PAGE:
Robots revolutionize underground operations.
As the final event of the Defense Advanced Research Projects Agency (DARPA) Subterranean (SubT) Challenge concluded on Sept. 24, team CERBERUS (CollaborativE walking & flying RoBots for autonomous ExploRation in Underground Settings) stood victorious over seven other global systems competitors, taking home $2 million in prize money. More importantly, DARPA now stands better equipped to assist warfighters and first responders in safely exploring dangerous, dark or deep underground environments.
Caves, mines, tunnels, sewer systems and the urban underground are notoriously dangerous. Operators in these uncharted territories often encounter random forks in the road, deep inclines, smoke-filled corridors, uneven terrain (mud, rubble or rocks), water, airborne particulates and other unexpected obstacles. The SubT Challenge sought to revolutionize how defenders function in this hazardous and high-risk underground domain, particularly in time-sensitive scenarios.
Tim Chung, Ph.D., program manager of DARPA’s Tactical Technology Office (TTO), led the project. Chung has an extensive background in robotics as a former assistant professor at the Naval Postgraduate School, director of the Advanced Robotic Systems Engineering Laboratory (ARSENL) and prior deputy director of the Secretary of the Navy initiative for the Consortium for Robotics and Unmanned Systems Education and Research (CRUSER). The SubT Challenge, Chung said, was looking for robots that are “the best all-around triathletes,” able to operate in tunnels, urban underground and caves. “In the future, we can imagine reducing risk to the rescuers in those environments if robots could provide timely and critical information.” Not surprisingly, the SubT Challenge scenarios involved urgent (T-minus “minutes”) search and locate missions.
The three-year SubT effort focused on robotic AIML (Artificial Intelligence Markup Language) applications in dynamic underground scenarios, with an emphasis on providing actionable situational awareness. The robots continuously proved their mettle in roles ranging from low-level control—such as how to get over a rock—to more advanced tasks such as shifting into a scout or comms relay mission, to multi-teammate coordination and optimization.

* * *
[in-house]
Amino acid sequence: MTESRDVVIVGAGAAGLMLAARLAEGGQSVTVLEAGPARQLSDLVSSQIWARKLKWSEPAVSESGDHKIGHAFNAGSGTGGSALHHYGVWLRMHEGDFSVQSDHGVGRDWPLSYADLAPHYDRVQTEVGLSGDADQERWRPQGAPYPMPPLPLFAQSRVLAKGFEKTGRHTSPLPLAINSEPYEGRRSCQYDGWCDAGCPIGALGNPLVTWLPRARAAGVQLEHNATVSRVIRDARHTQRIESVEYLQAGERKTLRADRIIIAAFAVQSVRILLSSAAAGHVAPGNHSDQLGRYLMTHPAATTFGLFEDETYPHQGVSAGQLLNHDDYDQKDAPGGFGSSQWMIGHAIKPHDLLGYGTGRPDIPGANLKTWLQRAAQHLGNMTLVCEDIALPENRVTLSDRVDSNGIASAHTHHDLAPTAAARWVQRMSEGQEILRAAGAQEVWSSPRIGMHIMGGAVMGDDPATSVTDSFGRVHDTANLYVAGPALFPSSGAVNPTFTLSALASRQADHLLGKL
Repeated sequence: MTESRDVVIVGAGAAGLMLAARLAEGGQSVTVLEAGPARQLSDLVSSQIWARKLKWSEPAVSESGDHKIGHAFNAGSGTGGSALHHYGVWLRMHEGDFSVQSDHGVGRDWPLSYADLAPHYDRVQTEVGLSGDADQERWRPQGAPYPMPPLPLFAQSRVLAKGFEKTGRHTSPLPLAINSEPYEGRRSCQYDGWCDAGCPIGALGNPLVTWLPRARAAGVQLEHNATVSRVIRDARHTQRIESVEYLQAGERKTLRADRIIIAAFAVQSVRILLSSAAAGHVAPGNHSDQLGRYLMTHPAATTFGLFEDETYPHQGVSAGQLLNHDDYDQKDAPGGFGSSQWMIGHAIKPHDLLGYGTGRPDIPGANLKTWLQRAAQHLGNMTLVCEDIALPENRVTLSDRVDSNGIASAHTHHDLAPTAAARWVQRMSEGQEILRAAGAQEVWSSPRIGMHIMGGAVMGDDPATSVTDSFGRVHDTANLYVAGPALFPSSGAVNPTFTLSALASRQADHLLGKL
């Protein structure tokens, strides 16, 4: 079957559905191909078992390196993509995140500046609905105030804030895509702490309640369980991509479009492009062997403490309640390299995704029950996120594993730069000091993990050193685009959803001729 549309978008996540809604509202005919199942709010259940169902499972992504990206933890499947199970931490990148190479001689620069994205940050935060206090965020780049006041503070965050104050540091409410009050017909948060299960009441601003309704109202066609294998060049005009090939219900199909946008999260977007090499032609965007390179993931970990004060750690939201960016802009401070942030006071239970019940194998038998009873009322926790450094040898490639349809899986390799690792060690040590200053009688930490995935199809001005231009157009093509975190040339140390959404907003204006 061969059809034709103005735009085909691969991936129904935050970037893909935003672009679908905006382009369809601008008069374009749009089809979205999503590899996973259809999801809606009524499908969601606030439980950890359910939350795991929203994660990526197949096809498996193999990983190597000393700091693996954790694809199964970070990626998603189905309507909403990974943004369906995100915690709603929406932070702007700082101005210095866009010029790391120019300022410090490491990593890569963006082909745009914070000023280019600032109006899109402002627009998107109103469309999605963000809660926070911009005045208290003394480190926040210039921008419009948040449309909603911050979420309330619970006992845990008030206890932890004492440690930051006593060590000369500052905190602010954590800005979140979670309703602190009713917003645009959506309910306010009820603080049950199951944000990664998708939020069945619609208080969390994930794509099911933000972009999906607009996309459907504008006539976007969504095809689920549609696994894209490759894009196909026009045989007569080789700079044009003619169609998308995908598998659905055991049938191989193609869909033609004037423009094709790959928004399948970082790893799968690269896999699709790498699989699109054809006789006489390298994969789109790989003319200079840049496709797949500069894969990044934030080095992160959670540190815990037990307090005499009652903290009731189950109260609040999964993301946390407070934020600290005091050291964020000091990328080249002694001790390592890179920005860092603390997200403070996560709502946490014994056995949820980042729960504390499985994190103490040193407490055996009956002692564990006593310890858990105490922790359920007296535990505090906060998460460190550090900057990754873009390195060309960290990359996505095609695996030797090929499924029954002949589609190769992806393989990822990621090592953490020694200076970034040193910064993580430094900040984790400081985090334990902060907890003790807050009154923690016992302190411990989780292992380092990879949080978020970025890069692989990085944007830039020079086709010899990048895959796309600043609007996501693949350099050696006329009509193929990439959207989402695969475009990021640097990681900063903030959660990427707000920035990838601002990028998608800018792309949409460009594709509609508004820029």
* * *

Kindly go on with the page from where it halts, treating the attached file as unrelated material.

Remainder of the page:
Prior to this culminating event, 14 teams deployed their autonomous robots, in person, virtually or in a combination of those formats, to map, navigate and search underground spaces. The teams participated in three underground Circuit Competitions: “Tunnel,” “Urban” and “Cave.” A Virtual Competition worked hand-in-hand with the live Systems Competitions, providing teams worldwide access to a synthetic environment to prove their autonomy software.
DARPA transformed a coal mine and an unfinished nuclear power plant into robot test sites. Teams earned points by correctly identifying artifacts placed within those environments. They completed four total runs—two 60-minute runs on each of two courses of varying difficulty—and earned points by correctly identifying 20 artifacts within a 5 meter accuracy. The final score was a total of each team’s best mark from each of the courses. These scores determined eligibility for the final Grand Challenge.
For the final event, held Sept. 21-24 at Kentucky’s Louisville Mega Cavern, DARPA wiped the scoreboard clean; teams started fresh. The live-action course involved a working commercial limestone mine and all three domains.
The Systems Competition was fierce. CERBERUS, the $2 million winner, drew its conceptual inspiration from its namesake mythological three-headed dog protector of the underworld. “From a robotics standpoint, we are inspired from the potential of combining two very different modalities of location, namely walking and flying, while simultaneously addressing in a unified manner the perception and navigation challenges.” according to the DARPA website. The second-place team, CSIRO Data61, received $1 million and the third-place team, MARBLE, $500,000.